Thursday, April 28, 2011

'Macbeth' by William Shakespeare

28 April 2011

Plenty of familiar faces in the audience but not so many on the stage: the official opening of the new Royal Shakespeare Theatre in Stratford-upon-Avon, and the opening night of the Royal Shakespeare Company’s first production for the new theatre, on Wednesday was attended by many recognisable figures from the world of the arts. (I am sure it was no accident that the one member of the audience who was singled out to hold a live stick of dynamite was the Shadow Culture Secretary, Ivan Lewis MP.) But Michael Boyd’s ‘Macbeth’ emphasised the RSC ethos of ‘the ensemble’ without the need for any star names (with great respect to the marvellous Jonathan Slinger). The new theatre with its thrust stage and high-stacked seating on three sides, all very close to the action, will seem familiar to anyone who visited the RSC’s temporary Courtyard Theatre, albeit with a more solid, wooden feel to the auditorium. But if you can remember the old RST it’s an incredible transformation. I saw many productions in the old theatre and almost always found it difficult to hear and see the actors clearly (as we were usually in the cheapest seats, high at the back of the gallery). Also, I often felt that the scale of shows in the RST (the set, the costumes, the music etc) swamped the plays themselves and, even though you could appreciate the quality, made for an unsatisfactory experience. I remember the first time I saw a RSC show at ‘The Other Place’ – where the smallness of the space and the lack of a conventional stage and set gave you more direct access to the actors – being overwhelmed by the visceral power of the acting. This is the excitement that Michael Boyd wants to create in the main house by removing the proscenium arch and bringing the audience closer to the actors. Detractors of the thrust stage, including several previous RSC Artistic Directors, say that the result is that no-one in the audience now has a perfect view as there will always be actors with their backs to someone. But I’m not sure I would go back to squinting to make out tiny actors on a distant stage whose words I cannot hear. The opening night of ‘Macbeth’ was a triumph: a bold, uncompromising choice for the first new production in the new theatre, this was dark, violent, distressing tragedy. The acting was excellent, holding my attention throughout with the minimum of set, gimmicks or effects. Replacing the witches with three young children was eerie and disturbing. The three child actors then played Macduff’s children and later appeared as the ghostly reminder of their slaughter, suggesting perhaps that their first appearance represented the ghosts of other children and emphasising the ambiguity of the Macbeths’ childlessness. The murder of Macduff’s children was graphic and horrible – there is a lot of blood in this production. All the cast were great, particularly Steve Toussaint as Banquo, Aislin McGuckin as Lady Macbeth and Jonathan Slinger as Macbeth, whose face and body gave the impression of a brain working overtime and thoughts and moods turning on a sixpence.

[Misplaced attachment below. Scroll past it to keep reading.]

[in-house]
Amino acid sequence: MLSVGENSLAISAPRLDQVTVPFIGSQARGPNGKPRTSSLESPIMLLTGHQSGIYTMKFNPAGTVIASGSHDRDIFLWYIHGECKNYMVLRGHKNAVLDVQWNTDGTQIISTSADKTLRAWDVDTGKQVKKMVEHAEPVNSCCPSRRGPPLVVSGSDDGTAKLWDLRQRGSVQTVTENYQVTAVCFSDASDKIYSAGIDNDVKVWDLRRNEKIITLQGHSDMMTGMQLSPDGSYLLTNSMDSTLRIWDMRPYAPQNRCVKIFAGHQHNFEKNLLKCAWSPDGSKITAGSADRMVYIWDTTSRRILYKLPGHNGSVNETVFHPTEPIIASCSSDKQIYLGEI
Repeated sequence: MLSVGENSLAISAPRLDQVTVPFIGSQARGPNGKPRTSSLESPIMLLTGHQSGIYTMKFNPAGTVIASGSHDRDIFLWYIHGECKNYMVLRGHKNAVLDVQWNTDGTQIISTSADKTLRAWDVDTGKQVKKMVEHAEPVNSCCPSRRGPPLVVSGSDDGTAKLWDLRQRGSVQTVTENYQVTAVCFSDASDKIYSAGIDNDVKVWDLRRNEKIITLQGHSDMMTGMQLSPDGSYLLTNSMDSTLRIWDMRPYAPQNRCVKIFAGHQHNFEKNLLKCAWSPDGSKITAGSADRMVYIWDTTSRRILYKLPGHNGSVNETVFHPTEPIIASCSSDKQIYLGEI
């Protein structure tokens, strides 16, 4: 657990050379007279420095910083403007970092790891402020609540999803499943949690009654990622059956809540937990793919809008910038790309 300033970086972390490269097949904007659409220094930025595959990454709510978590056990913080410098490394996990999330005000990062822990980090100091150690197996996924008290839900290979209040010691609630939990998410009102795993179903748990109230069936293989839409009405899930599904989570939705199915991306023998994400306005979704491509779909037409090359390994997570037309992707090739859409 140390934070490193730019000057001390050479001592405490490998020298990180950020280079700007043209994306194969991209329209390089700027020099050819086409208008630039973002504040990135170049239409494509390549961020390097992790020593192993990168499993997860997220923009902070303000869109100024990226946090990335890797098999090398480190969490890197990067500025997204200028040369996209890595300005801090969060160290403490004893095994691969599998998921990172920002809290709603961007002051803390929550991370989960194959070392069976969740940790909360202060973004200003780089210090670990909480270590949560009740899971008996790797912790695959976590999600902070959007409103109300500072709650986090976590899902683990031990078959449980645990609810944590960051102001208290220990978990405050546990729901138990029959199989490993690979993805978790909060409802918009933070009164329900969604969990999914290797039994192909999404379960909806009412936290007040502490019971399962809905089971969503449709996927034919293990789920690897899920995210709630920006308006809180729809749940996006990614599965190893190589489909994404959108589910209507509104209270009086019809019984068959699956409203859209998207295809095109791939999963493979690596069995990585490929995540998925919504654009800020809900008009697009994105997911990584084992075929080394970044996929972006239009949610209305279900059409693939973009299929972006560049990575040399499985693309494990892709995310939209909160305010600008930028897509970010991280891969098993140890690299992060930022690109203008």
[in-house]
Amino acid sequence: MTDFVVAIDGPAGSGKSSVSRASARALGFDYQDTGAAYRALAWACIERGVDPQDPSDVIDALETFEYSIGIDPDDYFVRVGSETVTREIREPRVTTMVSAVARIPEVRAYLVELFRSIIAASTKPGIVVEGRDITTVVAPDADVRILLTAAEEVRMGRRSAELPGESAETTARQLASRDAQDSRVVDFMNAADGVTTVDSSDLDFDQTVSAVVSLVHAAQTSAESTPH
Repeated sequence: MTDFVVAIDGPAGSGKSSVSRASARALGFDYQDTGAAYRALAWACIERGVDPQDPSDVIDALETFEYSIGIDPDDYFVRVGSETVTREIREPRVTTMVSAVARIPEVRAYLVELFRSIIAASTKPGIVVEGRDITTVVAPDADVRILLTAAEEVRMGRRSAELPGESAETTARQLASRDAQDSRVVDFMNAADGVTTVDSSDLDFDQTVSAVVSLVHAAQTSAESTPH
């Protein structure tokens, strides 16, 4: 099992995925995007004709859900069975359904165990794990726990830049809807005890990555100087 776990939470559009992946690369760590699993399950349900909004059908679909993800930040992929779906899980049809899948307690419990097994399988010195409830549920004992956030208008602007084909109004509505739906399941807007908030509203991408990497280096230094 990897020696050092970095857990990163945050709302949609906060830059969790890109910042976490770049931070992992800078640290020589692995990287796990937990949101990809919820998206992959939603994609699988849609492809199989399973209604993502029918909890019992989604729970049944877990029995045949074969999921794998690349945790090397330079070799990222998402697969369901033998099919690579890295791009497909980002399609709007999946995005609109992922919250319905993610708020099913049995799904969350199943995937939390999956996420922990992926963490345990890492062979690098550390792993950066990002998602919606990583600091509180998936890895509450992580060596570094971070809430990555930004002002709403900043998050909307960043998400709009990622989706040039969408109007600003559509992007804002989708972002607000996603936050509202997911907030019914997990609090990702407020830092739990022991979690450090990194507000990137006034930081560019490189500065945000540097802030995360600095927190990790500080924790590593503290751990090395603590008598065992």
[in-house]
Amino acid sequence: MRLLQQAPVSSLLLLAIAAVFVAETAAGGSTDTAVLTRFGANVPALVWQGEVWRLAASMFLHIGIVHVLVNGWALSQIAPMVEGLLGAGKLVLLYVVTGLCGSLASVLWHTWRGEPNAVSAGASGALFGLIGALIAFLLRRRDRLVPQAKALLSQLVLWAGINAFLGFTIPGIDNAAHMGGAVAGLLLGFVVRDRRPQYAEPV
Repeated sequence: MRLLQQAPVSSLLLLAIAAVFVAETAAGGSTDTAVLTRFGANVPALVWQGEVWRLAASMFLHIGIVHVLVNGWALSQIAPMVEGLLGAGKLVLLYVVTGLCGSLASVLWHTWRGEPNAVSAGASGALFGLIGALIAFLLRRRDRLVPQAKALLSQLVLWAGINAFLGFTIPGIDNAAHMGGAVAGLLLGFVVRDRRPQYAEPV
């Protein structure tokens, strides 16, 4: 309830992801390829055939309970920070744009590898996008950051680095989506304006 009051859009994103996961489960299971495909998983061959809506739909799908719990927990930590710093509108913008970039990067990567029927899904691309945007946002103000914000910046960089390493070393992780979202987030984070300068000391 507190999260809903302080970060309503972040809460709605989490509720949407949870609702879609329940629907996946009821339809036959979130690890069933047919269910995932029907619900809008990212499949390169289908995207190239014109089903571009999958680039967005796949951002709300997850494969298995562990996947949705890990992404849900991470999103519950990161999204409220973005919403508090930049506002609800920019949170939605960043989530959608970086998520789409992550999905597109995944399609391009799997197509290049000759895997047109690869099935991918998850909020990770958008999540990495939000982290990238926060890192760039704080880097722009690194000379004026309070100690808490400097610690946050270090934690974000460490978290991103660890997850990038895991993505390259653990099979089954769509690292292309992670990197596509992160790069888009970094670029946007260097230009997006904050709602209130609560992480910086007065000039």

Labels: ,


Post a Comment

<< Home